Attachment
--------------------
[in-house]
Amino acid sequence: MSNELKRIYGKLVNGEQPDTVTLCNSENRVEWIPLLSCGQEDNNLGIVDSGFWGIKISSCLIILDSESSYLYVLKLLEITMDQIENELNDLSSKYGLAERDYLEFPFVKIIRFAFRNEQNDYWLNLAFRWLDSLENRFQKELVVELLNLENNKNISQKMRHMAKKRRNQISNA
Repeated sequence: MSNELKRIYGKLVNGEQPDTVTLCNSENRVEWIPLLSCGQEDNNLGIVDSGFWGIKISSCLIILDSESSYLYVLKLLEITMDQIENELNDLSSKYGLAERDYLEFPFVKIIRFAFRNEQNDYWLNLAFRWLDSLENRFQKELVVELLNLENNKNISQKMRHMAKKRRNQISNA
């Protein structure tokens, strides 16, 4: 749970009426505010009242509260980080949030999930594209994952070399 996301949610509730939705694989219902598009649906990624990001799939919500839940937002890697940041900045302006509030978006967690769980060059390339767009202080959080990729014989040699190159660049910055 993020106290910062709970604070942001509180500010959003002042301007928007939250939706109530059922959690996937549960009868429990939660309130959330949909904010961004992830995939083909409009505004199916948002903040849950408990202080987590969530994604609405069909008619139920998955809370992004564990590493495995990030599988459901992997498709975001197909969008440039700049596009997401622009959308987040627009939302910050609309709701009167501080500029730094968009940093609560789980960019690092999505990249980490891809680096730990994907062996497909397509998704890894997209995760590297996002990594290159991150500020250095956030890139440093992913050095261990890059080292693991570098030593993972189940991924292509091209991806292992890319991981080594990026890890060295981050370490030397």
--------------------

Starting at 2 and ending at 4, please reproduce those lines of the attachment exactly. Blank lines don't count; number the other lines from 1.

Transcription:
Amino acid sequence: MSNELKRIYGKLVNGEQPDTVTLCNSENRVEWIPLLSCGQEDNNLGIVDSGFWGIKISSCLIILDSESSYLYVLKLLEITMDQIENELNDLSSKYGLAERDYLEFPFVKIIRFAFRNEQNDYWLNLAFRWLDSLENRFQKELVVELLNLENNKNISQKMRHMAKKRRNQISNA
Repeated sequence: MSNELKRIYGKLVNGEQPDTVTLCNSENRVEWIPLLSCGQEDNNLGIVDSGFWGIKISSCLIILDSESSYLYVLKLLEITMDQIENELNDLSSKYGLAERDYLEFPFVKIIRFAFRNEQNDYWLNLAFRWLDSLENRFQKELVVELLNLENNKNISQKMRHMAKKRRNQISNA
């Protein structure tokens, strides 16, 4: 749970009426505010009242509260980080949030999930594209994952070399 996301949610509730939705694989219902598009649906990624990001799939919500839940937002890697940041900045302006509030978006967690769980060059390339767009202080959080990729014989040699190159660049910055 993020106290910062709970604070942001509180500010959003002042301007928007939250939706109530059922959690996937549960009868429990939660309130959330949909904010961004992830995939083909409009505004199916948002903040849950408990202080987590969530994604609405069909008619139920998955809370992004564990590493495995990030599988459901992997498709975001197909969008440039700049596009997401622009959308987040627009939302910050609309709701009167501080500029730094968009940093609560789980960019690092999505990249980490891809680096730990994907062996497909397509998704890894997209995760590297996002990594290159991150500020250095956030890139440093992913050095261990890059080292693991570098030593993972189940991924292509091209991806292992890319991981080594990026890890060295981050370490030397």